Elizabeth I. McCann, one of the producers of the London run, confirmed that she was working toward a Broadway transfer of the production. The other London producers were Howard Panter (for the Ambassador Theatre Group), and Matthew Mitchell.
The New York Post reported that much depended on the contracting of Thomas, the biggest star of the three. Thomas, familiar from such films as "Four Weddings and a Funeral" and "Gosford Park," was widely praised for her Masha. Others in the London cast included David Antrobus as Rode, Sebastian Bates as Fedotik, Robert Bathurst as Vershinin, Tom Beard as Solyony, David Burke as Chebutykin, James Fleet as Kulygin, Douglas Hodge as Andrei, Margery Mason as Anfisa, Tobias Menzies as Tusenbach, Eric Sykes as Ferapont and Susannah Wise as Natasha.
The creative team for Three Sisters included Robin Don (set design), John Bright (costume design), Mark Henderson (lighting design) and Paul Arditti (sound design) with music by Richard Storry.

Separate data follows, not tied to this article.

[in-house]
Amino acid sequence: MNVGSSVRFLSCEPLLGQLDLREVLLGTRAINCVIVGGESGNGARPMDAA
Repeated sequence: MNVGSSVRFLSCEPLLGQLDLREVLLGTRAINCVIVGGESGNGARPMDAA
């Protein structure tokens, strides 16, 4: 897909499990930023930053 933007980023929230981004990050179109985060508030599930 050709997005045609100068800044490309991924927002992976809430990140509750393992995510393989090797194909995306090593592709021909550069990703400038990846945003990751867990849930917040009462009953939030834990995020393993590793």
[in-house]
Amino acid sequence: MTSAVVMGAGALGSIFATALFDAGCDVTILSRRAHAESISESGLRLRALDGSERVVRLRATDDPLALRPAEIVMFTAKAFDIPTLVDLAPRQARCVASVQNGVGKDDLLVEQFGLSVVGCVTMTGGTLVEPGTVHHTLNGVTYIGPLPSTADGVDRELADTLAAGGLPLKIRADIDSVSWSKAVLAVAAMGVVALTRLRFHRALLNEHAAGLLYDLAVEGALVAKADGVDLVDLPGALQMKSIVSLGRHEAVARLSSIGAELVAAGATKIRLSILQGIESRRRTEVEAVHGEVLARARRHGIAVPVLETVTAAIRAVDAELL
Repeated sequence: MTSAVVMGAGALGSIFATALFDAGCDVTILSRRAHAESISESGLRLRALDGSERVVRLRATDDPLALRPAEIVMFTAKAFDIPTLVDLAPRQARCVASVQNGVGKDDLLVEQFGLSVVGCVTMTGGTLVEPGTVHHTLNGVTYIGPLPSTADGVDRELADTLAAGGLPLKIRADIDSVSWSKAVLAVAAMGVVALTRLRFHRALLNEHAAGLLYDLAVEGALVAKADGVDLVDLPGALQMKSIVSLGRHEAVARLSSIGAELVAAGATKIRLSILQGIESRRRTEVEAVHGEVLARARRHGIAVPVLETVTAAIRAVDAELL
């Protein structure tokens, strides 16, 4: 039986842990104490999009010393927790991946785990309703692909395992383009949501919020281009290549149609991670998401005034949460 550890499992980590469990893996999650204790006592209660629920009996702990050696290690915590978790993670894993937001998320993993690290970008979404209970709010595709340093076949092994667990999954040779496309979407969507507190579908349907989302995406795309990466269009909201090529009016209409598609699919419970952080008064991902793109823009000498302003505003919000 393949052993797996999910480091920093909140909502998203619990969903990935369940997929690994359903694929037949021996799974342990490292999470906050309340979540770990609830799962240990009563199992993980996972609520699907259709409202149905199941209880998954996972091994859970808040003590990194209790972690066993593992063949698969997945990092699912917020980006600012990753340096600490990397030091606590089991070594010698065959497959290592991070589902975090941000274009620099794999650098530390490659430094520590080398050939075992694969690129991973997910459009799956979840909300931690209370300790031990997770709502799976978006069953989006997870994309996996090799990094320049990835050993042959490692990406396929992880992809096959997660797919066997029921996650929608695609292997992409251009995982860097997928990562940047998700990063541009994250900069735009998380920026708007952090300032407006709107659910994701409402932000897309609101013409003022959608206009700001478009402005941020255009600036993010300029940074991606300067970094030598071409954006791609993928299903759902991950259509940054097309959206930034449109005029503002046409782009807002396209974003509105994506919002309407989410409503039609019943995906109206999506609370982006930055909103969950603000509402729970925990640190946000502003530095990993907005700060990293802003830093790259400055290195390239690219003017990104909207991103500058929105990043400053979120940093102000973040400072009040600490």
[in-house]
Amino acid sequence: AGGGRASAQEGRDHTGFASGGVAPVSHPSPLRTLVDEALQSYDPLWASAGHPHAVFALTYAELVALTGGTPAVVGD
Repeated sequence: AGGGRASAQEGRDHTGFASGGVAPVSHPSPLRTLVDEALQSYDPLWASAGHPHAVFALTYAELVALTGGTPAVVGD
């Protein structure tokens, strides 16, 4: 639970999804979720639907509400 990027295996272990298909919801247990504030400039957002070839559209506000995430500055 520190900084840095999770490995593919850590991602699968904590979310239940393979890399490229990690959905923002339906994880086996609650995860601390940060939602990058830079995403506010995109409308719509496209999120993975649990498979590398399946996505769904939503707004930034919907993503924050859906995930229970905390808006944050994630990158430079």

* Broadway's last look at Chekhov's classic was a Scott Elliott-directed affair in 1997 at the nonprofit Roundabout Theatre Company. Prior to that, the last few decades have seen only brief runs mounted by nonprofit and/or institution groups. The Moscow Sovremennik Theatre Company presented a five-show run in 1996. The City Center Acting Company, headed up by John Houseman, gave the drama a seven-performance airing in 1973. As head of The Acting Company, Houseman brought Sisters back in 1975, again for seven shows only. The American National Theatre and Academy, meanwhile, had a comparatively luxurious eleven-show stay in 1969.
In fact, Three Sisters' last all-out commercial run at Broadway was back in 1942, when director Guthrie McClintic and star Katharine Cornell had a sit-down for 123 shows. The production remains the longest-lived Sisters to grace Broadway. If McCann and Company secure the hoped-for 16-week run and earn box office reviews, the new outing could well break that record.